Mining difficulty is calculated from the time difference between blocks. The exact formula will change in Homestead. The symbol // in the following denotes integer division.
block_diff = parent_diff + parent_diff // 2048 * (1 if block_timestamp - parent_timestamp < 13 else -1) + ...
If the timestamp difference (block_timestamp - parent_timestamp) is:
< 10 seconds, the difficulty is adjusted upwards by parent_diff // 2048 * 1
10 to 19 seconds, the difficulty is left unchanged
>= 20 seconds, the difficulty is adjust downwards proportional to the timestamp difference, from parent_diff // 2048 * -1 to a max downward adjustment ...
The difficulty bomb is a part of the consensus algorithm; its goal is to make the difficulty of mining a block arbitrarily hard at some point in the future. When active, it will get increasingly hard for miners to create new blocks and therefore will get block rewards less frequently; which means less revenues. Exponentially.
From the blog:
starting from ...
According to Vitalik Buterin on r/ethereum, the difficulty bomb was slowed down with homestead a bit.
As it turns out, with the change in the difficulty adjustment algorithm brought about in the last hardfork, the ice age will come very slowly indeed. Originally, the maximum amount by which the difficulty could adjust was 1/2048x, and so given a natural ...
The difficult bomb was actually added in a hard fork shortly after Ethereum's launch. It's not a necessary part of the protocol, and so if PoS isn't ready on time, it's most likely that another hard fork will delay or remove the bomb. In fact, if a portion of the Ethereum community desires to still use PoW, or does not agree with the final PoS protocol, ...
The changes to the code were made in August in this commit, with the meaty parts of the maths being found in core/chain_util.go.
The constant increase in difficulty is due to an additional exponentiation step in the algorithm.
A quick back-of-the-envelope calculation can be found here, and would suggest that after 22 months (from August 2015) the average ...
If all miners removed the difficulty bomb and basically reject the fork (or introduce a new one by removing it) then there would still just be one chain as there is nobody else creating any other chain. In this hypothetical scenario, if the miners were the only ones and all other node operators would still have the bomb in place, then these nodes would ...
Only a partial answer, and it might require someone who knows about Ethereum Classic (i.e. the ETC chain) to confirm...
This option was added during the addition of support for the Expanse network (EXP), under Parity issue #2369. However, I believe it's probably actually related to ECIP-1010, which is Ethereum Classic's (mainnet) delay of the Difficulty ...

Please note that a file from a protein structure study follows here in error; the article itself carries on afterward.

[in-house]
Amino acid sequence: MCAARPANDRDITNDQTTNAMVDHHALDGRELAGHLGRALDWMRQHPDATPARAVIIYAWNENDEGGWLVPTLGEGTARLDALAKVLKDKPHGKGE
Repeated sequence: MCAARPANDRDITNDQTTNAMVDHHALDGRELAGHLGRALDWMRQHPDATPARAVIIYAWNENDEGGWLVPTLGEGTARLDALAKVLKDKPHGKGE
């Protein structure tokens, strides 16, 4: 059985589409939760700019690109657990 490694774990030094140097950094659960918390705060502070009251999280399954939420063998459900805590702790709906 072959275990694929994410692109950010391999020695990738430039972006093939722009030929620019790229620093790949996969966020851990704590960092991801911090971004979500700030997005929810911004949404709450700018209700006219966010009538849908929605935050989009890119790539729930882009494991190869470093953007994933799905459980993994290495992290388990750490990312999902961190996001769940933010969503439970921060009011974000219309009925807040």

That's the correct formula since the homestead development phase.
100000 is here a constant and according to How does the Ethereum Homestead difficulty adjustment algorithm work? :
+ int(2**((block.number // 100000) - 2))
The difficulty bomb part, which increases the difficulty exponentially every 100,000 blocks.
It seems this formula is ...
The Muir Glacier fork is a hard fork of the Ethereum network that delays the difficulty bomb. The fork is expected to happen on block 9,200,000 in January 2020 and will contain a single EIP, EIP 2387.
This fork delays the difficulty bomb 4 million blocks.
I believe we recently started a period where difficulty bombs in ETH
will have substantial effect, but it is surprisingly hard to find
throughout explanation about this online, hence the question.
Have a look at these previous threads:
When will the difficulty bomb make mining impossible?
What is the "difficulty bomb" and what is the goal of ...
Yes, you can defuse the bomb by adding the defuseBombTransition parameter to the ethash parameters in the chain spec json, like this:
The lower the value, the earlier the bomb is disabled. You can see this parameter in action for the expanse network.
Ethereum's algorithm would have been better if the max() had not been used. The parent_diff/2048*(1-t/10) could have been expanded to prevent the zero that results from integer division. This would have resulted in
diff = parent_diff + parent_diff/N - parent_diff*t/T/N
t = parent solvetime
T = target solvetime
N = extinction coefficient aka "mean ...
you might look at this post that explains how the difficulty is calculated
the script tries to predict diff from the 10th of may taking various params at that date into account
should you like to compare a prediction from block 200 000 to now with the reality you'd have to rewrite the script with a state prior to that block